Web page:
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I modified the sample Bluetooth Chat application with a feature of sending image. I ran into a problem I can't figure out. The sample app needs a string to send and receive data. I am suing Base64 to convert the bitmaps to byte then to string so I could send the text with the selected image. If I send a small image (e.g. a fully black image with 4kb size) it is sent and received and displayed in the listview. But when I send larger images, they are split into many packages. This means, instead of one image, I get numerous texts, and the size of array I use to populate the listview will be anyhing more than 1, depending on the number of packages, so my listview is populated with a lot of text.

As it turns out, it depends on the size of the image. I experimented with many images. In case of a photo, whose length (as a string) is 50096, I get 51 packages on the receiver side. In case of another image, whose lenght is 77896, I get 81 packages. So I decided to try with a really small image. I created a black image in Paint, and it was succesfully sent and received. I measured it's length, which was 280. Then I experimented with a white image with a little yellow, which had a lenght of 980. That was also successfully sent. Then I added some black to the image which resulted in 1554 in length. This time I received a couple of texts instead of the image.

So my conclusion is that the length of string is restricted when sending data via Bluetooth, which may be obvious to someone who is familiar with the technology.

What can I do about this? If I knew the max number of characters that I can send in one package, I could calculate the number of packages on the sender side and I could concatenate all the packages on the receiver size.

I show you two images on the receiver side to demonstrate this behavious. The first one is the correct function, the second one is the wrong function:

enter image description here

enter image description here

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1 Answer 1

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Your problem is in the receiver portion, as can be found in this function from the bluetooth chat source code:

    public void run() {
        Log.i(TAG, "BEGIN mConnectedThread");
        byte[] buffer = new byte[1024];
        int bytes;

        // Keep listening to the InputStream while connected
        while (true) {
            try {
                // Read from the InputStream
                bytes = mmInStream.read(buffer);

                // Send the obtained bytes to the UI Activity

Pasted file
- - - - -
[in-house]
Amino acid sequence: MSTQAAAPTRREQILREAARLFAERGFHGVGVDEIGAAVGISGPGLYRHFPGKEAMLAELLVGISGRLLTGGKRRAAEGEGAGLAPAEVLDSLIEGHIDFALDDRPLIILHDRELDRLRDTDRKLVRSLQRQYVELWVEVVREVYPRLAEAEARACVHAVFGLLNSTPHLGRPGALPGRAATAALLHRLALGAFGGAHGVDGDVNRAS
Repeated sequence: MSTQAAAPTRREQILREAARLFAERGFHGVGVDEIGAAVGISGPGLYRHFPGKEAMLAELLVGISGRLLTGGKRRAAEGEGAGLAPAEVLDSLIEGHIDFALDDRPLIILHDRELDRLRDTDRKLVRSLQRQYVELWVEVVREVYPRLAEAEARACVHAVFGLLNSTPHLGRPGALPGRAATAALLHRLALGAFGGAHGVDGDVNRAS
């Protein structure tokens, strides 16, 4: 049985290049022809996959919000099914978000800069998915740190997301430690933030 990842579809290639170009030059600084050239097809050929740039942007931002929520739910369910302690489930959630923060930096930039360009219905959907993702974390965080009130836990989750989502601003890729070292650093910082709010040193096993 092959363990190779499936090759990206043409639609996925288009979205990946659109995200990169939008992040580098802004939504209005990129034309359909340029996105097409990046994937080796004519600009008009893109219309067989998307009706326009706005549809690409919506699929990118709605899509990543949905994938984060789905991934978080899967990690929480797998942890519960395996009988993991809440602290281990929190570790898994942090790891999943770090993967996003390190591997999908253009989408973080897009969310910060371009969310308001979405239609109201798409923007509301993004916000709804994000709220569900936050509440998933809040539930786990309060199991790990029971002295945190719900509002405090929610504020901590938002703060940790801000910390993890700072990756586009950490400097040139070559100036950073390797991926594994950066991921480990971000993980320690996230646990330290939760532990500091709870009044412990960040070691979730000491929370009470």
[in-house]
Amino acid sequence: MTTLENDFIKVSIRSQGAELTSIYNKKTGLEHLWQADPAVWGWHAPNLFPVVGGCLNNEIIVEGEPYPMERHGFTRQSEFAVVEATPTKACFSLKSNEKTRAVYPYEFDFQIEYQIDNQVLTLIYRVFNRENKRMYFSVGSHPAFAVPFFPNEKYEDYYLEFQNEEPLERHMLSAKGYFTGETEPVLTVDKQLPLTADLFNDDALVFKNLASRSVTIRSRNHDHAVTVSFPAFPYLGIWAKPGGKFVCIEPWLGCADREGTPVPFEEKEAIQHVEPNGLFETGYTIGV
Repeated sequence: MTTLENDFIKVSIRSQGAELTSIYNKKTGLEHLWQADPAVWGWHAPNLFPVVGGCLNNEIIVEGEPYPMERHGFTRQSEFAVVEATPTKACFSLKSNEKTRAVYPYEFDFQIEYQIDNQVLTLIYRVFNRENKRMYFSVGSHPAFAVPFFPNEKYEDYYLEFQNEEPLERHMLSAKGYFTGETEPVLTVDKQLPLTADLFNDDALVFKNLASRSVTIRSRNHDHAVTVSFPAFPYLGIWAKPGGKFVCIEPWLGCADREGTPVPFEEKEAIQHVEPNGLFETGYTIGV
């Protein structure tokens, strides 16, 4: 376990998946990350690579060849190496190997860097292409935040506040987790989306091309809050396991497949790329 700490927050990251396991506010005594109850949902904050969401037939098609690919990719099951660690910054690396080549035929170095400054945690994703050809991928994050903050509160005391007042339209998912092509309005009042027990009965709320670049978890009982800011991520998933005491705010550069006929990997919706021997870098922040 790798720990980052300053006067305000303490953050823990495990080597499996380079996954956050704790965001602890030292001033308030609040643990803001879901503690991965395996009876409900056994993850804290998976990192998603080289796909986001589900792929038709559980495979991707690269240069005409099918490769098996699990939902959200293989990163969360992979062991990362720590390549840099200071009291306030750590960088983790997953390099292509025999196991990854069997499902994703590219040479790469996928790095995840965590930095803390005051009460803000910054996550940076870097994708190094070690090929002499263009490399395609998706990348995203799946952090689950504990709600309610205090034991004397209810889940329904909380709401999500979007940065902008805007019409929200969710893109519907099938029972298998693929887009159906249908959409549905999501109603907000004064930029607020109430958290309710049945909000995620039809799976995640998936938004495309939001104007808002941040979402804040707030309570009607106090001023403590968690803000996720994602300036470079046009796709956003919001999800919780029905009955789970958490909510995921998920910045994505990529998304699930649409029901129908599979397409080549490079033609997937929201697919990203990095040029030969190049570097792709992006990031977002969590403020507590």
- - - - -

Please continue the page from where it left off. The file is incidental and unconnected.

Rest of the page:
mHandler.obtainMessage(BluetoothChat.MESSAGE_READ, bytes, -1, buffer)
                        .sendToTarget();
            } catch (IOException e) {
                Log.e(TAG, "disconnected", e);
                connectionLost();
                // Start the service over to restart listening mode
                BluetoothChatService.this.start();
                break;
            }
        }
    }

Specifically, note the byte[] buffer = new byte[1024];. You are limited to only 1K. If you want to do more, you need to increase the size of the buffer, or build a method to detect that files are exceeding this buffer size.

A few things of note, should you design a protocol to handle this.

  1. You shouldn't need to send this in base 64, the stream accepts binary just fine.
  2. Put a header that includes the file type, packet number, and total number of packets. If you want to be really fancy, include a checksum of some sort, to verify the packet is intact.
  3. You should include a mechanism to re-transmit missing packets.
  4. You might want to send out an initial header, explaining what is coming.
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I cannot change the buffer size as I don't know how big an image the user will send to its partner. Am I right? –  erdomester Dec 1 '12 at 15:57
    
You could, but only if you knew for certain the file size. In general, I would institute some kind of a packet protocol, sending only one packet at a time. It'll give you the best solution. I'll leave figuring out how to do that to you. –  PearsonArtPhoto Dec 1 '12 at 15:58
    
How about this: I check the lenght of the image to send (e.g. 50000), than I calculate the number of packages which is 5000/1024 ~ 49. On the receiver size I add all the 49 incoming strings to an array, then I concatenate the array items. Then I should have the same string in one string, right? –  erdomester Dec 1 '12 at 15:59
    
That pretty much would work, except I think you should add a few bytes as a header. Each packet should know at the very least what packet number it is, and be tagged that it is a photo packet. They probably should include the total number of packets as well. –  PearsonArtPhoto Dec 1 '12 at 16:01
1  
Unfortunately this sounds Chinese too me. I guess what you mean is the on the receiver side there is no guarantee that the packages arrive in the right order. That's why I should add a header to them, right? So I guess this header thing should be handled on the sender side where all I know is a String of 50000 characters. Maybe I should create the appropriate number of packages there with the header then send them one by one, right? –  erdomester Dec 1 '12 at 16:12

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